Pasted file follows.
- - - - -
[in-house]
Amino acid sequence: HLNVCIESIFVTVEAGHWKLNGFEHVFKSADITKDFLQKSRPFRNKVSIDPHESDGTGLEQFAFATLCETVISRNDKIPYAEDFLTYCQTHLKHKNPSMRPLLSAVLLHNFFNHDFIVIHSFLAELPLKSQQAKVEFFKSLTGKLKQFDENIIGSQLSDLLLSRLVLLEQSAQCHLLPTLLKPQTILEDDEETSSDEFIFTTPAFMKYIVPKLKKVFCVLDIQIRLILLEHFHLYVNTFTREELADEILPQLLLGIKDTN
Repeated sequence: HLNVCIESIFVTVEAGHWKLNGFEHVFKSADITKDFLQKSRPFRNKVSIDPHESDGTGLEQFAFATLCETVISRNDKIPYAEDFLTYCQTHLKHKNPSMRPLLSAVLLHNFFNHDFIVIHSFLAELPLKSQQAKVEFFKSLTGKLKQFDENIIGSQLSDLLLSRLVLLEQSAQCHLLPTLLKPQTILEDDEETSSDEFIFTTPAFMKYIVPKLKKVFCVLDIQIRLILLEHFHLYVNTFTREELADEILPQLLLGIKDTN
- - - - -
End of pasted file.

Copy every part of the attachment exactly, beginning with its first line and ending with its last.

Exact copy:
[in-house]
Amino acid sequence: HLNVCIESIFVTVEAGHWKLNGFEHVFKSADITKDFLQKSRPFRNKVSIDPHESDGTGLEQFAFATLCETVISRNDKIPYAEDFLTYCQTHLKHKNPSMRPLLSAVLLHNFFNHDFIVIHSFLAELPLKSQQAKVEFFKSLTGKLKQFDENIIGSQLSDLLLSRLVLLEQSAQCHLLPTLLKPQTILEDDEETSSDEFIFTTPAFMKYIVPKLKKVFCVLDIQIRLILLEHFHLYVNTFTREELADEILPQLLLGIKDTN
Repeated sequence: HLNVCIESIFVTVEAGHWKLNGFEHVFKSADITKDFLQKSRPFRNKVSIDPHESDGTGLEQFAFATLCETVISRNDKIPYAEDFLTYCQTHLKHKNPSMRPLLSAVLLHNFFNHDFIVIHSFLAELPLKSQQAKVEFFKSLTGKLKQFDENIIGSQLSDLLLSRLVLLEQSAQCHLLPTLLKPQTILEDDEETSSDEFIFTTPAFMKYIVPKLKKVFCVLDIQIRLILLEHFHLYVNTFTREELADEILPQLLLGIKDTN